3.3 International collaboration referred to earlier will spur the above efforts and will generate public awareness of the opportunities in pursuing a career as a Psychotherapist.
4. TRAINING and PRACTICE GUIDELINES
4.1 Paragraph 4 of the Society’s Training Guidelines is adopted in toto herewith.
4.2 The Psychotherapy Chapter of the Malaysian Society for Complementary Therapy Association recognises three categories of membership: associate member, practitioner member and Fellows.
4.3 Only Practitioner Members and Fellows are allowed to practice.
4.4 In order to be registered as a Practitioner Member, applicants need to have completed the postgraduate Diploma in Psychotherapy conducted by the Malaysian Psychotherapy Association (MPA) in association with recognised accredited institutions. Alternatively, applicants who have a Master in Psychotherapy degree from an accredited institution of higher learning may apply to be Practitioner Members.
4.5 Fellows are conferred by invitation by the association only to senior psychotherapy Practitioner Members.
4.6 In order to complete the diploma successfully, applicants need to have completed 50 supervised hours with a MPA accredited supervisor.
4.7 The clients seen by the student needs to have come from at least six different areas of therapy to be chosen from: adult psychotherapy, child therapy, adolescent therapy, couple therapy, family therapy, substance abuse therapy, organisational or group therapy, therapy with the elderly and therapy with persons from a minority group.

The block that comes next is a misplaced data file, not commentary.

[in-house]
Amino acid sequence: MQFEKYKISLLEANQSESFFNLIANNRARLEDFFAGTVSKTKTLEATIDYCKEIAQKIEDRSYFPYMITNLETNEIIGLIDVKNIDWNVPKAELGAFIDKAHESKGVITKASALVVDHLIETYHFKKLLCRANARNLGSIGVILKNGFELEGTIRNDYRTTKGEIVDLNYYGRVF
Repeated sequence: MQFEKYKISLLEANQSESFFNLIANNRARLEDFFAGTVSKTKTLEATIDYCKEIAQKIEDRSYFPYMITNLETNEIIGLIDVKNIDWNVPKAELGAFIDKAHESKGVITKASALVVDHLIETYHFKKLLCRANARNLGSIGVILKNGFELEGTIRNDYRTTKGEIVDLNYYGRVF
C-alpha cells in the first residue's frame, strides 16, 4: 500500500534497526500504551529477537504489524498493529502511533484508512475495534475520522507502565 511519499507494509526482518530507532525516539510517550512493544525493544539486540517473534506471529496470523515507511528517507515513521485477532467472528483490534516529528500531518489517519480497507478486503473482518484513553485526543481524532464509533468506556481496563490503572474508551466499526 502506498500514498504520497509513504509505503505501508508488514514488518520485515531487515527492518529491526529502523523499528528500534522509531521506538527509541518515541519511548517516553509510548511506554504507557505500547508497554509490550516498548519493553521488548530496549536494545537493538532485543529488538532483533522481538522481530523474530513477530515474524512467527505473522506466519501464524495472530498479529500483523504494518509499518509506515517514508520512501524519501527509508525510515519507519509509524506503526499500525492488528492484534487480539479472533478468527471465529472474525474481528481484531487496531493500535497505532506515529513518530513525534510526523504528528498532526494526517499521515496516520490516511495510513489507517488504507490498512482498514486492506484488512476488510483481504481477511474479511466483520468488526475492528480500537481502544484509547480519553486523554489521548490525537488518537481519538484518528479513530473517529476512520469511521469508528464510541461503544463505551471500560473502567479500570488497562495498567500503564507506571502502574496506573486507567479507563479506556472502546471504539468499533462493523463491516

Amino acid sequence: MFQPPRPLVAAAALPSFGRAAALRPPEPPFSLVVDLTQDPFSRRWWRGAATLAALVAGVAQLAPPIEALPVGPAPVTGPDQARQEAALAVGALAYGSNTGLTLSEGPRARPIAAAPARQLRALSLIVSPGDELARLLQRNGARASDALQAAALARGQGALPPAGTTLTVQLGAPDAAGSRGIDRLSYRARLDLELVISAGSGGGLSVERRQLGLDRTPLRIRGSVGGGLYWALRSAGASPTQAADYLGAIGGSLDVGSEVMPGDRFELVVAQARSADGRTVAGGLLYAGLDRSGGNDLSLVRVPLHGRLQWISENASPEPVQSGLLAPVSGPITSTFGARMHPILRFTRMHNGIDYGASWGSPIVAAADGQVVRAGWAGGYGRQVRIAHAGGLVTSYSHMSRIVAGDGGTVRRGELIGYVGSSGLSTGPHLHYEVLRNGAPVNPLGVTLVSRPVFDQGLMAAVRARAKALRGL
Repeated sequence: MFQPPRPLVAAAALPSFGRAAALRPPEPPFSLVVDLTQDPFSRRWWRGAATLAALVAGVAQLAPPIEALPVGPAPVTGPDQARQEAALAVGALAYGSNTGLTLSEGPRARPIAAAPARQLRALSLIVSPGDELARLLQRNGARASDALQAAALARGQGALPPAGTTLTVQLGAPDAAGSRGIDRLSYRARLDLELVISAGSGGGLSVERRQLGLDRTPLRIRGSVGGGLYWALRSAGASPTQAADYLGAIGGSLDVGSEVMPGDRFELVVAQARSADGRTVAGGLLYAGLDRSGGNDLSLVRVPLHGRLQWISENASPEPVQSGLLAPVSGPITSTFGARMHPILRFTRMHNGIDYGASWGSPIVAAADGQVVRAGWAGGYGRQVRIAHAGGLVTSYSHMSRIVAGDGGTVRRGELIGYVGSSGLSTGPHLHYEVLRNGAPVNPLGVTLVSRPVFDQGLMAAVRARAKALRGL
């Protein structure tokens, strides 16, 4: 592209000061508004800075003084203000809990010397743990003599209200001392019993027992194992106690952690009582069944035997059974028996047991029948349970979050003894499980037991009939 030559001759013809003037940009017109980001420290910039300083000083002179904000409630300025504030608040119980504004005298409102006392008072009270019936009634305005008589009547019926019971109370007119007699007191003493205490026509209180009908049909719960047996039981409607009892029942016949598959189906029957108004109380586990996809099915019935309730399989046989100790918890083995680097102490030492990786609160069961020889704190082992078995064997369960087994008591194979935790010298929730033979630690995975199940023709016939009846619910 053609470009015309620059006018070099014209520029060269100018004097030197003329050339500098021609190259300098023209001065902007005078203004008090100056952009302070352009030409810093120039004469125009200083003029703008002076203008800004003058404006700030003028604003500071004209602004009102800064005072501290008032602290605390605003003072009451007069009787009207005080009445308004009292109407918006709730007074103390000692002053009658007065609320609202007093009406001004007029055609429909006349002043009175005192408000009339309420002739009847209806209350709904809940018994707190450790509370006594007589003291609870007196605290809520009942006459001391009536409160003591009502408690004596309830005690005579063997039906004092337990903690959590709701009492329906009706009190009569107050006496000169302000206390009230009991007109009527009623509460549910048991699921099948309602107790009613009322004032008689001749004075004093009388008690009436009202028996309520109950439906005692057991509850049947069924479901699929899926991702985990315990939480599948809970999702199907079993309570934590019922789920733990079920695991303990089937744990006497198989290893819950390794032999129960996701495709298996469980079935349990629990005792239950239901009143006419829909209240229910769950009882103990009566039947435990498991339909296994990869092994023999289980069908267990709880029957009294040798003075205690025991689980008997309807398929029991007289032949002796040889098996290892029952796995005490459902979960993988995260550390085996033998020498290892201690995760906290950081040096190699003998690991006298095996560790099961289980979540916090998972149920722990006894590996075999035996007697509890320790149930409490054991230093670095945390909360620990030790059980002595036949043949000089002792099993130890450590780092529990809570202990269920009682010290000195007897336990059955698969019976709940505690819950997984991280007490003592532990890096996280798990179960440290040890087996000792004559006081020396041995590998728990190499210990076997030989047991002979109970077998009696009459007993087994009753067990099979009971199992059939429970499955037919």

4.8 In order to be eligible to enrol for the postgraduate diploma in Psychotherapy, the candidate must have acquired a psychotherapy or related first degree or its equivalent from a JPA recognised accredited institution.
4.9 For those without prerequisite of Section 4.9 MPA offers a bridging Psychotherapy Certificate course.
4.10 The certificate course will consists of eight 12 credit hours modules covering various aspects of psychotherapy and psychology.
4.11 The postgraduate diploma will consists of part one and part two, four modules of 12 credit hours each module for each part.
4.12 On the successful completion of part one of the postgraduate diploma, students will be awarded with a postgraduate certificate in Psychotherapy.
4.13 Supervision can start from the start of the postgraduate diploma course.
4.14 All Practitioner Members are governed by the Malaysian Psychotherapy Association’s Guidelines for Ethics and Professional Conduct.
4.15 On obtaining the practitioner status, members are required to seek supervision for their practice for at least one hour supervision session every fortnight from a supervisor accredited by the association.
4.16 Practitioner Members are also required to fulfil 20 Continuing Professional Development (CPD) training hours per year in order to have their membership renewed.